INC H-U, FMCP and MCD were among the most frequently found components of CED (in 129, 92 and 89 dogs, respectively) in the present study. OCD and UAP were the least frequently diagnosed pathologies (in 19 and 16 dogs, respectively). 69.23% of dogs diagnosed with CED were young (≤ 2 years). Dogs diagnosed with INC R-U were significantly younger than dogs without this component of CED. A similar result was observed for INC H-U. Boxers, Dog de Bordeaux, American Staffordshire terriers and mixed-breed dogs were diagnosed later in life than the other breeds. OA of varying severity was found in 72.18% of dogs. Males accounted for more than 75% of the study population.

Availability of data and materials

The data used to support the findings of this study are available from the corresponding author upon reasonable request.

Abbreviations

3D MPR:

3D Multiplanar reconstruction

CED:

Canine elbow dysplasia

CT:

Computed tomography

FMCP:

Fragmented medial coronoid process (as a medial coronoid disease with fragmented medial coronoid process)

IEWG:

International elbow work group guidelines

INC H-U:

Humero-ulnar incongruence

INC R-U:

Radio-ulnar incongruence

MCD:

Medial coronoid disease (without fragmented medial coronoid process)

PANOS:

Panosteitis

OA:

Osteoarthritis

OC:

Osteochondrosis

OCD:

Osteochondrosis dissecans

UAP:

Ununited anconeal process

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Acknowledgements

We thank Wiktoria Mól and Emma Evans for English language editing.

Funding

This work was supported partially by the statutory funding No. 506.514.05.00 of the Faculty of Veterinary Medicine and Animal Science Poznan University of Life Sciences, Poland; Department of Preclinical Sciences and Infectious Diseases and by the Ministry of Science and Higher Education program “Regional Initiative Excellence” in years 2019–2022, Project No. 005/RID/2018/19. The funding body did not have any role in the design, analysis or writing of this study.

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Contributions

MH – participated in designing and coordination of the study, performed clinical examination, blood tests, computed tomography scans, collected the data, writing – original draft, writing – review & editing; WKP – participated in designing, coordination of the study and drafting the manuscript, writing - review & editing; JJR - participated in designing and coordination of the study, did research on available knowledge about the topic, writing – original draft, writing - review & editing; MN - performed statistical analysis, writing - review & editing, DN - collected the data, writing - review & editing; KCP - performed statistical analysis, writing - review & editing; AMN - participated in designing, coordination of the study, writing - review & editing; MK - participated in the data collection, writing – original draft, MPM - analysis and interpretation of data, statistical analysis, writing - review & editing, critical revision. All authors read and approved the final manuscript.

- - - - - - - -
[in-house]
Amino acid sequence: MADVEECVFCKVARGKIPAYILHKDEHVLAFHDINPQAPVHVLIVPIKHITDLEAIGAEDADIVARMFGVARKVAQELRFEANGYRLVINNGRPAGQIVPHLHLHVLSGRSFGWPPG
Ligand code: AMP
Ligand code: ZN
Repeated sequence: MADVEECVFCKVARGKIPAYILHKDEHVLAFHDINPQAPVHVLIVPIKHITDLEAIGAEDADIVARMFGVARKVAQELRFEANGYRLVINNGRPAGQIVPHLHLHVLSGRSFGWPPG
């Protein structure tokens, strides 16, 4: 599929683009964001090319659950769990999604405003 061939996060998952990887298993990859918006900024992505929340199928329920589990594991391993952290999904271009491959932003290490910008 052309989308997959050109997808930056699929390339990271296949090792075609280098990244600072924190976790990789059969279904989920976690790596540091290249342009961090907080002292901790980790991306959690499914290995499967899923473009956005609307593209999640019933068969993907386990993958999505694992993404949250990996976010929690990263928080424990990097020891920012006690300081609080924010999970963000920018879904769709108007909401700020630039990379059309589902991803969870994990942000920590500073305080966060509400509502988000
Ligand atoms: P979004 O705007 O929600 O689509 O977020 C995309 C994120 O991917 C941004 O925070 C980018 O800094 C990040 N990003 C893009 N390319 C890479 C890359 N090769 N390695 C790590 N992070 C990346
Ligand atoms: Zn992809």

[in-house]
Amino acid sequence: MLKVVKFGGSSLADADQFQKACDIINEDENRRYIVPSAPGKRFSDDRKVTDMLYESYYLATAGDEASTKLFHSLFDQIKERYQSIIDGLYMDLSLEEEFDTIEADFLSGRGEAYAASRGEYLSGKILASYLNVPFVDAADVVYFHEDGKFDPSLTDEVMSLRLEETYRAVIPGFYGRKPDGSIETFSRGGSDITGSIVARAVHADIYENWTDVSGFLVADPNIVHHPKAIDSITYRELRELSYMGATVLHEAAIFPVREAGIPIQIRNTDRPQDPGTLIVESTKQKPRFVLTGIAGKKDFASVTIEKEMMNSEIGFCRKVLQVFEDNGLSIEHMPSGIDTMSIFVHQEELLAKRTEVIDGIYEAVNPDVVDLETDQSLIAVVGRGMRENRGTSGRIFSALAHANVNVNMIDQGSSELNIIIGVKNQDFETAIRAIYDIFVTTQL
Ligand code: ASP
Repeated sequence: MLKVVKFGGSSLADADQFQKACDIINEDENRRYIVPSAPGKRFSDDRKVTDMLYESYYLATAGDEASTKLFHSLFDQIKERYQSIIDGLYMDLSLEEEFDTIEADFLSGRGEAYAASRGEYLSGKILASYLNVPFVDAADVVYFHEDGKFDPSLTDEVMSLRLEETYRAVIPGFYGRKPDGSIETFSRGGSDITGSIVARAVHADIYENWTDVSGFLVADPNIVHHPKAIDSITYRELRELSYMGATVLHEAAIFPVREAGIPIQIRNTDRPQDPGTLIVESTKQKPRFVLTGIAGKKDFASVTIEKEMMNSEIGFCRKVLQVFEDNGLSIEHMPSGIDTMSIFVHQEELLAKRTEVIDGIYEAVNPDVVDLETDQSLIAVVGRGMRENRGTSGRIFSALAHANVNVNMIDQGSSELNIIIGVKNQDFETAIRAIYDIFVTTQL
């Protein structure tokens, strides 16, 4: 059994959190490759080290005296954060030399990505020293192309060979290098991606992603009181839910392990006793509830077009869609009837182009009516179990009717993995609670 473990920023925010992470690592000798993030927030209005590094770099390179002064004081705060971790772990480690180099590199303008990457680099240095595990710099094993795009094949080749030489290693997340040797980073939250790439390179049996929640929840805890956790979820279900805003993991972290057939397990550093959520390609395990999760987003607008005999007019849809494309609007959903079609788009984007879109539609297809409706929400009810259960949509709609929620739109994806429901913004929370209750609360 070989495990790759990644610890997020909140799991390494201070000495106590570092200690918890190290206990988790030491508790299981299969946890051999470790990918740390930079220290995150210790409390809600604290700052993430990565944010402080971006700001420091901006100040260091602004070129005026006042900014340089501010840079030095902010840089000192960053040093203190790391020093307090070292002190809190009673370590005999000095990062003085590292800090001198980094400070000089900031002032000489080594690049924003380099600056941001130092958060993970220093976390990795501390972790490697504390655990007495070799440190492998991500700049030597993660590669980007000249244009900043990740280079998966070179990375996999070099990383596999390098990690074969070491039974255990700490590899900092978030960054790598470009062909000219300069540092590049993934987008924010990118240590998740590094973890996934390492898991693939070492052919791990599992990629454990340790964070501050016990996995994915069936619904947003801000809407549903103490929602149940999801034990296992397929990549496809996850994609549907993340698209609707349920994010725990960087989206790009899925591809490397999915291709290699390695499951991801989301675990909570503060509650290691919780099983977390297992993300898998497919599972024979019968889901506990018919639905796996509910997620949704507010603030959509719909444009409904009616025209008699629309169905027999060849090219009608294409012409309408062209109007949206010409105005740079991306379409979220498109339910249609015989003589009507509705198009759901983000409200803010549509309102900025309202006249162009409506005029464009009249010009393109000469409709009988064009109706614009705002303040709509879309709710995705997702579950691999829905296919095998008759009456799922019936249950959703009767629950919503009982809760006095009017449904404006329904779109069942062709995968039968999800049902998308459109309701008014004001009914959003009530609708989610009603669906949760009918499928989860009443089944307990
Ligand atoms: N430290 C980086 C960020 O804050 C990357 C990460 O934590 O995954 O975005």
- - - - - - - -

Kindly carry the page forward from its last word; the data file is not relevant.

Corresponding author

Correspondence to Jakub J. Ruszkowski.

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According to the Act on the Protection of Animals Used for Scientific or Educational Purposes in Poland adopted on 15th January 2015 and according to earlier regulations the study described in this manuscript did not require permission of the Local Ethical Commission for Investigations on Animals. Written informed consent to participate was obtained from the owners of the patients.

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Written informed consent for publication of their clinical details and images was obtained from all the owners of the patients.

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The authors declare that there is no conflict of interest regarding the publication of this paper.

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Hebel, M., Panek, W.K., Ruszkowski, J.J. et al. Computed tomography findings in a cohort of 169 dogs with elbow dysplasia - a retrospective study. BMC Vet Res 17, 296 (2021). https://doi.org/10.1186/s12917-021-02997-5

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Keywords

  • Canine elbow dysplasia
  • CED
  • CT
  • Imaging
  • Dogs